To Bike, Or Not To Bike

A wonderful customer sent me this picture of her bike w/dog trailer parked out front of the Rockville MOM’s.  She was inquiring about whether we’re going to have bike racks at the new Rockville store.  I told her “yes.”

I found myself biking to work a couple of summers ago.  My biking activity has dropped off, mainly because I have a large family and I often have to bring home plenty of groceries.  Or, I am sometimes summoned to a mid-day meeting or to run an errand after work.  Or, I just want to get home sooner rather than later to spend more time with the family.

When I’m driving, sometimes I notice that bikers are in the road enough that it blocks / slows down traffic quite a bit.  As I watch the brake lights in front of me, I often wonder how much gas is used to reaccelerate to get around the bicyclist- and then I start wondering if the gas saved by the biker not using his/her own car is offset (and then some?) by the extra gas used by slowed down vehicles along the bicyclist’s trip.

When I bike, it’s not the most comfortable ride.  I try to stay on the shoulder and sidewalk as much as I can, so I can stay out of traffic’s way.  It can get bumpy, slippery/gravelly, and I sometimes get some “looks” from pedestrians on the sidewalk as I go onto the grass around them.

What makes the most sense to me when it comes to protecting and restoring the environment is to get an electric, hybrid, or energy efficient vehicle.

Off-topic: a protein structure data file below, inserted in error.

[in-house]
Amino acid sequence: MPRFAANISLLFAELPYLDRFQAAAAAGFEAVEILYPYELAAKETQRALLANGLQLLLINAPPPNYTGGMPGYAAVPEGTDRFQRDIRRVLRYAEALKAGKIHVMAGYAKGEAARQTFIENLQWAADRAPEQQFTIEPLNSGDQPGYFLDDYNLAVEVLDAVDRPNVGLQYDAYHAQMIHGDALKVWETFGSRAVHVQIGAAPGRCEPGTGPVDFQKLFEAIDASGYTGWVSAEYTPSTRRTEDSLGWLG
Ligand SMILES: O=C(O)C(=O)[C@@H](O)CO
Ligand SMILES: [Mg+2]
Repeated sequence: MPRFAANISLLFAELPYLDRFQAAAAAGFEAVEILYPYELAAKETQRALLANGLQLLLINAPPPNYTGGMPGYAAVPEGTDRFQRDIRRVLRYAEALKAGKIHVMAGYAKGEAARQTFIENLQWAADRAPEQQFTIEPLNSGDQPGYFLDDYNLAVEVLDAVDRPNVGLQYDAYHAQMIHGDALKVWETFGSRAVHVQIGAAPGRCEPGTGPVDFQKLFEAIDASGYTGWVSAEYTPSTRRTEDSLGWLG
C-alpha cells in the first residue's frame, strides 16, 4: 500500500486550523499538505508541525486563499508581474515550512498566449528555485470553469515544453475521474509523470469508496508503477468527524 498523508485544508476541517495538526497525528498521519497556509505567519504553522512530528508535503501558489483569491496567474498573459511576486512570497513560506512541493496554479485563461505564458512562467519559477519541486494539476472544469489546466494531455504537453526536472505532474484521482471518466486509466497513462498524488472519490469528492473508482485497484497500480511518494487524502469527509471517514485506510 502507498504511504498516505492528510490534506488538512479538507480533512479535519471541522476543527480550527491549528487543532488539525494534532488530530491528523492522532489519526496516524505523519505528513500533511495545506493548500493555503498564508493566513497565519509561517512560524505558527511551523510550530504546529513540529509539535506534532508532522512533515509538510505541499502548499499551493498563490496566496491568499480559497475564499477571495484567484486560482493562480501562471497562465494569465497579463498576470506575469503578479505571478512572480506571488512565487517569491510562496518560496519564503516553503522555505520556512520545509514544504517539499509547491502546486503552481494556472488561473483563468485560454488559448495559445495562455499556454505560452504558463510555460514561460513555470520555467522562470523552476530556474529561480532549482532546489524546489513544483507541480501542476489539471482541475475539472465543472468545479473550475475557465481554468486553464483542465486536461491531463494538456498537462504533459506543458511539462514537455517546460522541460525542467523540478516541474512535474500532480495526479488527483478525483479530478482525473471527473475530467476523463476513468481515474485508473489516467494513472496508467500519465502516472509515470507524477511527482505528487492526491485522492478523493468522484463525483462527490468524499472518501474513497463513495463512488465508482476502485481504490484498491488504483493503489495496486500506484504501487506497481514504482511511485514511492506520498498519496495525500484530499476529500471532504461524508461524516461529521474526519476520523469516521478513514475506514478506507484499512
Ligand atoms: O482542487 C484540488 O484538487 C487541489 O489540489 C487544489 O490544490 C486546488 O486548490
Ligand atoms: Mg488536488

This entry was posted in cars, energy, environment, fossil fuels, Living and tagged , , . Bookmark the permalink.

3 Responses to To Bike, Or Not To Bike

  1. MT says:

    Agree. (Not counting the individual benefit of physical exercise), bikes are helpful only in situations that have dedicated bike lanes, not when interrupting traffic flow as you describe or posing added accident risk to everyone around.

  2. Marc Bubar says:

    I agree. But I also think that part of protecting and restoring the environment could be to provide pressure to local and county governments to provide more bike lanes, bike trails and better access for bikes. We have so many roads under construction everywhere in this area – couldn’t the extra few feet for bike lanes be incorporated into the design and construction of those road changes? The ICC is a great example: Why wasn’t a bike trail built along side it (with a nice tree lined divider between path and roadway)?

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